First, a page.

Rosa Zamora, Plaintiff-appellant, v. Internal Revenue Service, Defendant-appellee, 15 F.3d 1095 (9th Cir. 1993)

Annotate this Case
U.S. Court of Appeals for the Ninth Circuit - 15 F.3d 1095 (9th Cir. 1993)

Submitted Dec. 6, 1993. *Decided Dec. 21, 1993

Before: SNEED, NOONAN, and TROTT, Circuit Judges.


Rosa Zamora appeals pro se the district court's dismissal of her action against the United States for wrongful levy of property of a third party under 26 U.S.C. § 7426. We have jurisdiction under 28 U.S.C. § 1291, and we affirm.

We may affirm the district court on any basis supported by the record. United States v. Washington, 969 F.2d 752, 755 (9th Cir. 1992), cert. denied, 113 S. Ct. 1945 (1993). We construe the district court's order as a dismissal under Fed. R. Civ. P. 12(b) (5) for failure to comply with the service of process requirements of Fed. R. Civ. P. 4(d) (4), and review for an abuse of discretion. Hart v. United States, 817 F.2d 78, 81 (9th Cir. 1987).

Rule 12(b) (5) allows a defendant to move to dismiss the action where the service of process of a summons and complaint is insufficient. See Fed. R. Civ. P. 12(b) (5). Under Rule 4(d) (4), a party seeking to serve the United States must serve a copy of the summons and complaint (1) personally to the United States attorney for the district in which the action is brought and (2) by certified or registered mail to the United States Attorney General. Fed. R. Civ. P. 4(d) (4). If proper service under Rule 4(d) (4) is not accomplished within 120 days after the complaint is filed and the party on whose behalf service was required cannot show good cause why such service was not made, the action must be dismissed. See Fed. R. Civ. P. 4(j); Hart, 817 F.2d at 80-81.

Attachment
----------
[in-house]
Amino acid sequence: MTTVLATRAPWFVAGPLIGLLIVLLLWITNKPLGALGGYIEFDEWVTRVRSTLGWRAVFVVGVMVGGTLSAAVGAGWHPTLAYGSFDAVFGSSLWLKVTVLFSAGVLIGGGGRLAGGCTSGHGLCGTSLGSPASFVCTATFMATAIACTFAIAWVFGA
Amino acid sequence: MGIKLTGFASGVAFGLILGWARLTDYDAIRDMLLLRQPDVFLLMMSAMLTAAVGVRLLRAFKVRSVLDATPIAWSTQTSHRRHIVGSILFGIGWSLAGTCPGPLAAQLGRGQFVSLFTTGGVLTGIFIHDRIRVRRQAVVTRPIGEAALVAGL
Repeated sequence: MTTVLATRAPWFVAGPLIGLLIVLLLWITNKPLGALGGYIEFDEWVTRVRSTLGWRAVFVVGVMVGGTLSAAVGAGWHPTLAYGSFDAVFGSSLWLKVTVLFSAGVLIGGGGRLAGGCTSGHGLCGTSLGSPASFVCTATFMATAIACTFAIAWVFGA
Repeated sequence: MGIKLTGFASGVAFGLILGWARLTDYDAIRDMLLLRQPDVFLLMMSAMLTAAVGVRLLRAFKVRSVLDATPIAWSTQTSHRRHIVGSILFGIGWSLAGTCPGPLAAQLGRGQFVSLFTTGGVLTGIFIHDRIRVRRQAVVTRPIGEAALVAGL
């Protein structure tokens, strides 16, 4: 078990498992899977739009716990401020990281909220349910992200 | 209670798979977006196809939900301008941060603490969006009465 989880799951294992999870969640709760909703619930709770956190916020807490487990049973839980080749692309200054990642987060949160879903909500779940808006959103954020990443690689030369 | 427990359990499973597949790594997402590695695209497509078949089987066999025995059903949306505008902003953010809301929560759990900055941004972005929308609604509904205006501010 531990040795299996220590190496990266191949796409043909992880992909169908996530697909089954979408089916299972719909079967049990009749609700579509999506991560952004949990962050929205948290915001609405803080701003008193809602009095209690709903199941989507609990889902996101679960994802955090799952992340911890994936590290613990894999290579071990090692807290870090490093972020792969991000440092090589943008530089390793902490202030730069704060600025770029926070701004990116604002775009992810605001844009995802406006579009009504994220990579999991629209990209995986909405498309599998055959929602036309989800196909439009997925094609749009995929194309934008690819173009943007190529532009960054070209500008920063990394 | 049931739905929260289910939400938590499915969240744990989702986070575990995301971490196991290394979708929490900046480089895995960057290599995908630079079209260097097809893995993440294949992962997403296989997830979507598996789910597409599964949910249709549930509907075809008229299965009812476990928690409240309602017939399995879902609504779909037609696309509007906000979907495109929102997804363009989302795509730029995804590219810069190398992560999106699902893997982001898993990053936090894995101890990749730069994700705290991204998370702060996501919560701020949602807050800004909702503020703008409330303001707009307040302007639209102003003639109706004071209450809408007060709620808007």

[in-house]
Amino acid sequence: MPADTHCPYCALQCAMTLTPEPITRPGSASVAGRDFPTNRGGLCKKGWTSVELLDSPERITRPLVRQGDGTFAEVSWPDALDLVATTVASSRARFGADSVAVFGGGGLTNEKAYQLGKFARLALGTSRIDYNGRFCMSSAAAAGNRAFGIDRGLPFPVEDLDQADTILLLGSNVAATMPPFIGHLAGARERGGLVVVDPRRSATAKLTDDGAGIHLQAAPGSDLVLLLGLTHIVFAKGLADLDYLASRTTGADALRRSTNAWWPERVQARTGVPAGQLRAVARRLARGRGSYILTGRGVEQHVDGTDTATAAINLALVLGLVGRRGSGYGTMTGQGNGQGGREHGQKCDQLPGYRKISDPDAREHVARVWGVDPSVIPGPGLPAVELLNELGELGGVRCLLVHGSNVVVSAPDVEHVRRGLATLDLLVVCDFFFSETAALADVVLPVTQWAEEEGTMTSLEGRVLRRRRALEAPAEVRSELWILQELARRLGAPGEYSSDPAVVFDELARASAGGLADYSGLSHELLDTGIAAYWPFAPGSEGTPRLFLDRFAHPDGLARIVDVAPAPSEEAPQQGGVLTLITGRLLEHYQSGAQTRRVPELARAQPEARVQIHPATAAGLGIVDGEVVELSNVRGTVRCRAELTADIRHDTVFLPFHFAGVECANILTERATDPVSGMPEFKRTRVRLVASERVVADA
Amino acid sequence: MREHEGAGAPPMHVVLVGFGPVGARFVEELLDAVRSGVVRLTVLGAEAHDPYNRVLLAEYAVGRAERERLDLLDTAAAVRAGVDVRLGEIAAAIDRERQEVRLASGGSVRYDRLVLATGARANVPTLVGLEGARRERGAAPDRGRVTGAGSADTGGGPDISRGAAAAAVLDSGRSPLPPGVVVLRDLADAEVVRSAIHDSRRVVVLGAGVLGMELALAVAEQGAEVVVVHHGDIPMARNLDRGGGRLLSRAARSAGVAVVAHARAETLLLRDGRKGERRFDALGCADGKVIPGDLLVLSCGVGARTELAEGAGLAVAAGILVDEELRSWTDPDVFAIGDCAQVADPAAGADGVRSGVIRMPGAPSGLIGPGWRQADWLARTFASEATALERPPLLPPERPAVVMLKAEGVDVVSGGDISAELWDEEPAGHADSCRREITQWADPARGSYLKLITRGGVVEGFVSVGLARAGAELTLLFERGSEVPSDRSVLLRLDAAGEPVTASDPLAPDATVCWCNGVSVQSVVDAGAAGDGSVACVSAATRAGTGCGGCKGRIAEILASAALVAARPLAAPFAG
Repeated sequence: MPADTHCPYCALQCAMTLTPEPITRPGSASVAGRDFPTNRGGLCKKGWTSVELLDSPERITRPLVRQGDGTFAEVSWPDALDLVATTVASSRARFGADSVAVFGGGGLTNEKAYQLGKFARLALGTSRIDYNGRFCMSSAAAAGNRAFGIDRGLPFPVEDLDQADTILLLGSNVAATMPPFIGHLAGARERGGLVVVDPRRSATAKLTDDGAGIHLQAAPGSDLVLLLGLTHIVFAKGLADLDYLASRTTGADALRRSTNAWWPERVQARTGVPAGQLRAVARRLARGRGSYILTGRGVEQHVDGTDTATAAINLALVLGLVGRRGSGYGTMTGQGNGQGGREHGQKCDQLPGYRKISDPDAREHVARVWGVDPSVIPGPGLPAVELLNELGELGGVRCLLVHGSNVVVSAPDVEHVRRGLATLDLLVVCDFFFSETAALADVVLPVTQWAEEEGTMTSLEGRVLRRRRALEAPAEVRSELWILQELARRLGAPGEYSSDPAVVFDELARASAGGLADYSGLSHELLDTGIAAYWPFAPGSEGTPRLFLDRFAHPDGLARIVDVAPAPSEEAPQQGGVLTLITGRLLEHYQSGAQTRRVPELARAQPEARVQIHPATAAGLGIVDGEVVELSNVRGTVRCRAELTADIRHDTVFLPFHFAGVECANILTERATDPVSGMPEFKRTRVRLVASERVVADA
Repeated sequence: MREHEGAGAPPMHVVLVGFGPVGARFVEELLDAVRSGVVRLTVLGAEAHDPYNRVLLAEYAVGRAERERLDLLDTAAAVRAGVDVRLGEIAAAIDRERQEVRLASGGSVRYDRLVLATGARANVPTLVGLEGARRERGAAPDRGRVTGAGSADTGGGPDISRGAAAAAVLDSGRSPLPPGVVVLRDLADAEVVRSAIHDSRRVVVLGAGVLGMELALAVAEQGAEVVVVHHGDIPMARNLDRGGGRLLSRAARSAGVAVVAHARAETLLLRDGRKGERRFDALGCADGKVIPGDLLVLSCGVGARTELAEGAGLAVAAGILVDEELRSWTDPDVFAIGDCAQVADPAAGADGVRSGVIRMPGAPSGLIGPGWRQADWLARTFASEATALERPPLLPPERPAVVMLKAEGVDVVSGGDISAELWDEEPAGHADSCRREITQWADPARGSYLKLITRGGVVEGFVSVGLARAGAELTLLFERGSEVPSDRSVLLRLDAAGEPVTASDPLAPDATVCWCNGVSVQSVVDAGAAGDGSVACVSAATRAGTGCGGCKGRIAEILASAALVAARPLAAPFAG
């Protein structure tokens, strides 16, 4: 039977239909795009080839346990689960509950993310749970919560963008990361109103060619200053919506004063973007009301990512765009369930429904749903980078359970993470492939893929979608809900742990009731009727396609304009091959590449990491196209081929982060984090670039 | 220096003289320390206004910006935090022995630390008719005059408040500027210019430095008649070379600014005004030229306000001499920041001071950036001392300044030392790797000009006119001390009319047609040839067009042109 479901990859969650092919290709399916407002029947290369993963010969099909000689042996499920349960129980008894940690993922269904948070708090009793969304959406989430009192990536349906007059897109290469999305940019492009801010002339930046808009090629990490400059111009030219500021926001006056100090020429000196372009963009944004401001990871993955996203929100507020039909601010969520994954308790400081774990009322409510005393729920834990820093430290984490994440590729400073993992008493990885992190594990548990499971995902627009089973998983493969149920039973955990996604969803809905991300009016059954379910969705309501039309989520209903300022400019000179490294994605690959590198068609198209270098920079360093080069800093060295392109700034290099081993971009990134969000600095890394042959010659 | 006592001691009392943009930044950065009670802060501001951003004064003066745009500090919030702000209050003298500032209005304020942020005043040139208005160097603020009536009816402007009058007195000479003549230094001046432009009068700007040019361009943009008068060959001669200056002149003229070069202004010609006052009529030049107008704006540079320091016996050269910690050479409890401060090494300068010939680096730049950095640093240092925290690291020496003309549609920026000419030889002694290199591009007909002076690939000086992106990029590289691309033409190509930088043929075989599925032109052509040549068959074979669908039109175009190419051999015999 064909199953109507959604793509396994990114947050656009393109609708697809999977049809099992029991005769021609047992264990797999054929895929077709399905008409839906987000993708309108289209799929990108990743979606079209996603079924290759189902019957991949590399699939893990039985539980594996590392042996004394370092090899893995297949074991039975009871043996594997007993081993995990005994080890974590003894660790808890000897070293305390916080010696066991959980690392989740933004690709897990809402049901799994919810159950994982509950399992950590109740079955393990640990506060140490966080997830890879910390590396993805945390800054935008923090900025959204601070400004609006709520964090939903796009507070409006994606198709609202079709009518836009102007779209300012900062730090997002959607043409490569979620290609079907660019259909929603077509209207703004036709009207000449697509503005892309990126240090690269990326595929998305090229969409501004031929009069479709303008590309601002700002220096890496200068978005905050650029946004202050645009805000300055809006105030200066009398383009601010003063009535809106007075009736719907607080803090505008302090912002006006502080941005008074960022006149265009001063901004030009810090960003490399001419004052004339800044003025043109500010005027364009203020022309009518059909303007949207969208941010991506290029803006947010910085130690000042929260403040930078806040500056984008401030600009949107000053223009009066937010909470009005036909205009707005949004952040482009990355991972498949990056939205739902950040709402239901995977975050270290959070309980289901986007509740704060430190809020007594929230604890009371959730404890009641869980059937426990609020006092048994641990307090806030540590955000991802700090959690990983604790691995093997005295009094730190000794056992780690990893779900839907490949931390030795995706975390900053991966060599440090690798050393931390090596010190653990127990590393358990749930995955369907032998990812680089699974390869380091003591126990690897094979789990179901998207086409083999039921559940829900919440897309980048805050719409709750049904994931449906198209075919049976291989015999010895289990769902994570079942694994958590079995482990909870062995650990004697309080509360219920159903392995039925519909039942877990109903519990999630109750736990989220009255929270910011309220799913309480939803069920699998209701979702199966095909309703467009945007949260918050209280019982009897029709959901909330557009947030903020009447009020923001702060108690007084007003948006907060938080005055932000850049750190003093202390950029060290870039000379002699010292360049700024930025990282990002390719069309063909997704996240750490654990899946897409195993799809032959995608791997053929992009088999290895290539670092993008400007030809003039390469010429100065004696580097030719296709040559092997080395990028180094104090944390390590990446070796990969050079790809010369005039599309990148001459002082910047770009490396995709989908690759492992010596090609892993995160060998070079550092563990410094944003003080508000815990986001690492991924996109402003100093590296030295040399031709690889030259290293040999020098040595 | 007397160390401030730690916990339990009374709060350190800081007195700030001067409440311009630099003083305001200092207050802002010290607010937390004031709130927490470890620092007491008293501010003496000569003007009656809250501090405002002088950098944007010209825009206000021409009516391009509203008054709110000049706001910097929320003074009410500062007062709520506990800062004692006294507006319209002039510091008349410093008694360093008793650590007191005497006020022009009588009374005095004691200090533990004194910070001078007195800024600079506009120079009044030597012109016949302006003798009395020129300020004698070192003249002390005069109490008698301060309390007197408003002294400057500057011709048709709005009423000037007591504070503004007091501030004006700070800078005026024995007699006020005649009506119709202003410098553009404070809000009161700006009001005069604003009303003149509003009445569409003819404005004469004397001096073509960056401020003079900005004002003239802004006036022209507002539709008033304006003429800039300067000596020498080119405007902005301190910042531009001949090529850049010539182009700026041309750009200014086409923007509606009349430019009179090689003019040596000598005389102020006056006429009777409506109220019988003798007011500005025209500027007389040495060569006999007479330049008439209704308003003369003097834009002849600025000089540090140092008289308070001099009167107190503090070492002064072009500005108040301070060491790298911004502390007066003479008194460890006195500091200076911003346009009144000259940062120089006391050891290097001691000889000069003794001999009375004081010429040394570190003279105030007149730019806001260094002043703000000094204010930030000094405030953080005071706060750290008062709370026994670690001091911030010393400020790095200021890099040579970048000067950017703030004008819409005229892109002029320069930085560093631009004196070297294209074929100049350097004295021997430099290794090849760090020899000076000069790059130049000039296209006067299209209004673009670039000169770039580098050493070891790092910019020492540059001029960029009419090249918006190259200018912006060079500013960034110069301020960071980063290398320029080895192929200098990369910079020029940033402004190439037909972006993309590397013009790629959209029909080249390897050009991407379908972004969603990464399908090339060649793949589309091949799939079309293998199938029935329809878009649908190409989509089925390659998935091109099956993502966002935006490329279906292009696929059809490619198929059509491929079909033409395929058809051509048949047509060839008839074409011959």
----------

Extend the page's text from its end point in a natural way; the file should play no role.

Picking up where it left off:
In this circuit, to avoid the harsh results of Rule 4(j), dismissals due to technical noncompliance with Rule 4(d) (4) may be excused if (1) the party to be served personally received notice, (2) the defendant would suffer no prejudice from the service defect, (3) there is justifiable excuse or good cause for the failure to serve properly,1  and (4) the plaintiff would be severely prejudiced if his complaint was dismissed. Borzeka v. Heckler, 739 F.2d 444, 447 (9th Cir. 1984). If good cause is not shown, dismissal is mandatory even where the dismissal eliminates the plaintiff's cause of action. See Wei v. Hawaii, 763 F.2d 370, 372 (9th Cir. 1985).

Here, the government moved to dismiss Zamora's complaint for insufficiency of service of process under Rule 12(b) (5) alleging that although Zamora had served personally the proper U.S. attorney, she failed to serve the Attorney General as required by Rule 4(d) (4). See Fed. R. Civ. P. 4(d) (4), 12(b) (5). In opposition to the government's motion, Zamora alleged that service of the Attorney General had been obtained and attached a proof of service by "first class mail" dated September 1, 1992. Because her allegations and the proof of service do not indicate that service was made by registered or certified mail, however, Zamora failed to comply with Rule 4(d) (4). See Fed. R. Civ. P. 4(d) (4). Moreover, Zamora's failure to comply with Rule 4(d) (4) is not excused under the four-part Borzeka test. See Borzeka, 739 F.2d at 447. Although Zamora appears to have satisfied parts 1, 2, and 4,2  she failed to meet part 3 of the Borzeka test because in her opposition to the government's motion to dismiss, she provided no excuse for her failure to comply with Rule 4(d) (4). See id. Zamora's failure to serve properly or provide an explanation for the failure can only be attributed to inadvertent error or ignorance of the governing rules, neither of which constitute good cause. See Townsel v. County of Contra Costa, 820 F.2d 319, 320 (9th Cir. 1987); Wei, 763 F.2d at 372. Thus, because Zamora failed to serve properly the Attorney General within the 120-day period or to provide good cause for the failure, the district court correctly dismissed Zamora's action.



The panel unanimously finds this case suitable for decision without oral argument. Fed. R. App. P. 34(a); 9th Cir.R. 34-4


This disposition is not appropriate for publication and may not be cited to or by the courts of this circuit except as provided by 9th Cir.R. 36-3


"Justifiable excuse" and "good cause" have been treated by this court as interchangeable terms of art. See Whale v. United States, 792 F.2d 951, 953 (9th Cir. 1986)


Zamora seems to have satisfied parts 1, 2, and 4 of the Borzeka test because (1) the party to be served personally, the U.S. attorney, received service within the 120 days, (2) the United States was not prejudiced by the technical noncompliance as all parties to the suit had actual knowledge of it, and (3) Zamora would be severely prejudiced by dismissal because of the 120-day statute of limitations. See Borzeka, 739 F.2d at 447